The Environment Bill and Charity Retail

As the Environment Bill goes through the UK Parliament we are lobbying MPs to support new Extended Producer Responsibility schemes for textiles and also bulky waste items such as furniture.

The Environment Bill establishes new legal powers for the Government to pass new regulations to require producers to:

  • Take responsibility for the disposal costs of their products. This could be through a new levy that producers are required to pay to help fund reuse and recycling.
  • Meet new product labelling standards
  • Meet new minimum product standards

Extended Producer Responsibility schemes would likely apply to both importers and to UK manufacturers.

The UK Government has set out five priority product groups for new Extended Producer Responsibility schemes:

  • Textiles
  • Bulky items (such as furniture)
  • Construction waste
  • Vehicle tyres
  • Fishing gear

Two of these five product groups will be fast tracked with schemes potentially in place before 2025.

Charity retail is the single most effective way of keeping second-hand goods out of the waste stream in the UK. Charity retailers are already diverting 339,000 tonnes of textiles from becoming waste each year through reuse or recycling. This is the equivalent of 1.7 billion shirts or blouses each year being diverted from landfill or incineration which saves local councils between £30.2 million and £38.3 million a yearin waste disposal costs.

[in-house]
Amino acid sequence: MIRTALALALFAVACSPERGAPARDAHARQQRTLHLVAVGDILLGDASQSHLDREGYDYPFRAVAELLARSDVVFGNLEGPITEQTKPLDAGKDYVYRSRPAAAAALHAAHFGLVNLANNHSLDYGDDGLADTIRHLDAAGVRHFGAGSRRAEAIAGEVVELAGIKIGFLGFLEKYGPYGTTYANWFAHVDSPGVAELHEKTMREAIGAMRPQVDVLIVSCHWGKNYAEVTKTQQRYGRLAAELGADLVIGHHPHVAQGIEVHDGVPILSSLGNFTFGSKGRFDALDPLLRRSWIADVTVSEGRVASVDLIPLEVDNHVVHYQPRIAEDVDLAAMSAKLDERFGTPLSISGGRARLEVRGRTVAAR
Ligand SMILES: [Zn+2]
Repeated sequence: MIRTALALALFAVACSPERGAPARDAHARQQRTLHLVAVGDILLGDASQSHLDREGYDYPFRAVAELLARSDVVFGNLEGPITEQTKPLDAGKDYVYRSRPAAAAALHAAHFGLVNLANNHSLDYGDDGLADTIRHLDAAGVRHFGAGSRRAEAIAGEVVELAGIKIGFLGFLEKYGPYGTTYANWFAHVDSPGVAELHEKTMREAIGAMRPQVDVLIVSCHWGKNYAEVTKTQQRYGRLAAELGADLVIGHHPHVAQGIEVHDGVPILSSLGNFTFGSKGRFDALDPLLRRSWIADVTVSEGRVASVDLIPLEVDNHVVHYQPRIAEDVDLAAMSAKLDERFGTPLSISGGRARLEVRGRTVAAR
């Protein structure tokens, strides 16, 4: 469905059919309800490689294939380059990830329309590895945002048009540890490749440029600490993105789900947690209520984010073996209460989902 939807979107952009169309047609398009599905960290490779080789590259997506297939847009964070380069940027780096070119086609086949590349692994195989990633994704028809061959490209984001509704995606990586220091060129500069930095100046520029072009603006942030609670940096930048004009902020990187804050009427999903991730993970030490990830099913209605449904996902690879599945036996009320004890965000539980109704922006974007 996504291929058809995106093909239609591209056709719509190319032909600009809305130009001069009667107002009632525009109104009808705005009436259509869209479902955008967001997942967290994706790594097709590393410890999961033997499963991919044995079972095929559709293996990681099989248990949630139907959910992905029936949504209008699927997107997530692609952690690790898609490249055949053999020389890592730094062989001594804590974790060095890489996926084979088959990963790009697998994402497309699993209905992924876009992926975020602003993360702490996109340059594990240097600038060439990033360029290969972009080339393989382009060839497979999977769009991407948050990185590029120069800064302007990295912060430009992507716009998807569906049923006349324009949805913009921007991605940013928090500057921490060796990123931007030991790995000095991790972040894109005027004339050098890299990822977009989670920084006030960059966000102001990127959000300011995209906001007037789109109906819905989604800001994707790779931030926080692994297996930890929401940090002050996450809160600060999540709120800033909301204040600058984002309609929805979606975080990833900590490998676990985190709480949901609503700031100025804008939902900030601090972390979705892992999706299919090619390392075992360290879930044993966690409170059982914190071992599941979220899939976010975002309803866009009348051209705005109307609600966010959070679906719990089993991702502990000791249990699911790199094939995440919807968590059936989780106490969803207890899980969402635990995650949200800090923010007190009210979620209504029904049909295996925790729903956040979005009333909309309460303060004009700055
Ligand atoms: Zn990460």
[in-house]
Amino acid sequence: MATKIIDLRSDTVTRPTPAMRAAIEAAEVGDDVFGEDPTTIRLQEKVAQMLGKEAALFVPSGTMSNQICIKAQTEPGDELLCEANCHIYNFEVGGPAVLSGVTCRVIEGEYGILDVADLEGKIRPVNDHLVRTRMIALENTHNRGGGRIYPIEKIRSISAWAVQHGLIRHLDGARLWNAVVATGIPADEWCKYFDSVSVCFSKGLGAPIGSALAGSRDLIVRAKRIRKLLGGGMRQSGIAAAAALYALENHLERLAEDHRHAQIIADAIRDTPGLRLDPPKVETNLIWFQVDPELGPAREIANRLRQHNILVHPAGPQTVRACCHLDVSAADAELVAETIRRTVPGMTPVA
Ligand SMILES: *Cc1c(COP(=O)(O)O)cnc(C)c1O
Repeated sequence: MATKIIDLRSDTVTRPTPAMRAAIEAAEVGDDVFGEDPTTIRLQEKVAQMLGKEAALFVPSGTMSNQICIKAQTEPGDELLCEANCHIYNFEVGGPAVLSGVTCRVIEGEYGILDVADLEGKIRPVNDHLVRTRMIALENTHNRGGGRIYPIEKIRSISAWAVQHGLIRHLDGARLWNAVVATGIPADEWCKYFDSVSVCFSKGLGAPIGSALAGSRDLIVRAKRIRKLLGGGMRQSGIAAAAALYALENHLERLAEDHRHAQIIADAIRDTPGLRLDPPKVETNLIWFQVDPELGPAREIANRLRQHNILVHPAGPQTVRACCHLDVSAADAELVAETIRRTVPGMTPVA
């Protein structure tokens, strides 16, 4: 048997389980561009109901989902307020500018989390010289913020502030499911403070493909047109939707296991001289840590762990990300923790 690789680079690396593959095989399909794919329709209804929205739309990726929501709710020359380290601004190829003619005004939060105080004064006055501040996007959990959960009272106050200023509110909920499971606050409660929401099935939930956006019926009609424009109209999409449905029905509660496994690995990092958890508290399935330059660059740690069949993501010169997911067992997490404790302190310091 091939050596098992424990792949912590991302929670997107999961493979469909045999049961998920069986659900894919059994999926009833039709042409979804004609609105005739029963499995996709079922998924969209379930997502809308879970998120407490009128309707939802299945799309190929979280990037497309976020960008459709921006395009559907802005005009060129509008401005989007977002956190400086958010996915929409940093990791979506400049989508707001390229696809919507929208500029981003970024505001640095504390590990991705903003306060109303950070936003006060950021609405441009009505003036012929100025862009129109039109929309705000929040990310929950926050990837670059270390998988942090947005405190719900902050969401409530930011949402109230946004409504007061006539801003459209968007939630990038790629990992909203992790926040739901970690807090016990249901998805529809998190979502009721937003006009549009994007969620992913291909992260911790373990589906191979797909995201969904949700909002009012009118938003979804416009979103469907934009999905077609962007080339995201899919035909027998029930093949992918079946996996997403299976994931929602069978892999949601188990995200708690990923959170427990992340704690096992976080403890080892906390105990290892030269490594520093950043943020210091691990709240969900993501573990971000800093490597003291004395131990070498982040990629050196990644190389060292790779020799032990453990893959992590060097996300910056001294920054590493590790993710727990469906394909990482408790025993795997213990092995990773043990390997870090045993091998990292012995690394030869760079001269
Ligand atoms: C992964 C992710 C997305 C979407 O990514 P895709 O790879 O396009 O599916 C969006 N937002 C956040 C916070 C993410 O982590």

France is currently the only country that operates a Extended Producer Responsibility scheme for textiles which requires producers to make a financial contribution towards the cost of disposing of old textiles. The money generated is used to fund the costs of sorting organisations, support research and public awareness schemes. If this model was followed in the UK the amount of money that could be raised is around £35 million annually based on an average levy of 1 pence an item of clothing.

Our briefing for MPs calls for four things:

  1. Extended producer responsibility schemes must prioritise reuse of goods wherever possible
  2. Textiles and bulky items should be fast tracked for extended producer responsibility schemes
  3. Local councils should be required to work collaboratively with reuse organisations to increase rates of reuse
  4. These should be new targets on increasing the volume of goods that are diverted from becoming waste through reuse

Jonathan Mail, Head of Public Affairs, Charity Retail Association